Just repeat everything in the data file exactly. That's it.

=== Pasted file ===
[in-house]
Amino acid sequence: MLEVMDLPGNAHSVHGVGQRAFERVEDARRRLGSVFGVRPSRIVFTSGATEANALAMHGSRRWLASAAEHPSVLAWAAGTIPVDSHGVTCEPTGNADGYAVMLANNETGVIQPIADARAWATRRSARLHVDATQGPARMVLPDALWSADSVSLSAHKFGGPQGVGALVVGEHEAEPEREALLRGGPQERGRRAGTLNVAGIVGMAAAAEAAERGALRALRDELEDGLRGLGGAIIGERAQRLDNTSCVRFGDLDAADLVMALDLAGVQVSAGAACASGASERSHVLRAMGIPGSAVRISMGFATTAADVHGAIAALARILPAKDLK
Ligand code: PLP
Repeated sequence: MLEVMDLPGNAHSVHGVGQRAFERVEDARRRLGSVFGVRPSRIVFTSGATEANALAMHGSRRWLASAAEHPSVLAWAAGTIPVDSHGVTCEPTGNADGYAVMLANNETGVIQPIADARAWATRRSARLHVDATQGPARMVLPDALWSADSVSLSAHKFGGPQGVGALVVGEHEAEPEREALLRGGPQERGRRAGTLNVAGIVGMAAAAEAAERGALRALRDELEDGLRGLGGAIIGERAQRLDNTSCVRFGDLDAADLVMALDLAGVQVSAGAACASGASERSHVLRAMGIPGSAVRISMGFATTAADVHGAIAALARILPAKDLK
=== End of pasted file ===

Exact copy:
[in-house]
Amino acid sequence: MLEVMDLPGNAHSVHGVGQRAFERVEDARRRLGSVFGVRPSRIVFTSGATEANALAMHGSRRWLASAAEHPSVLAWAAGTIPVDSHGVTCEPTGNADGYAVMLANNETGVIQPIADARAWATRRSARLHVDATQGPARMVLPDALWSADSVSLSAHKFGGPQGVGALVVGEHEAEPEREALLRGGPQERGRRAGTLNVAGIVGMAAAAEAAERGALRALRDELEDGLRGLGGAIIGERAQRLDNTSCVRFGDLDAADLVMALDLAGVQVSAGAACASGASERSHVLRAMGIPGSAVRISMGFATTAADVHGAIAALARILPAKDLK
Ligand code: PLP
Repeated sequence: MLEVMDLPGNAHSVHGVGQRAFERVEDARRRLGSVFGVRPSRIVFTSGATEANALAMHGSRRWLASAAEHPSVLAWAAGTIPVDSHGVTCEPTGNADGYAVMLANNETGVIQPIADARAWATRRSARLHVDATQGPARMVLPDALWSADSVSLSAHKFGGPQGVGALVVGEHEAEPEREALLRGGPQERGRRAGTLNVAGIVGMAAAAEAAERGALRALRDELEDGLRGLGGAIIGERAQRLDNTSCVRFGDLDAADLVMALDLAGVQVSAGAACASGASERSHVLRAMGIPGSAVRISMGFATTAADVHGAIAALARILPAKDLK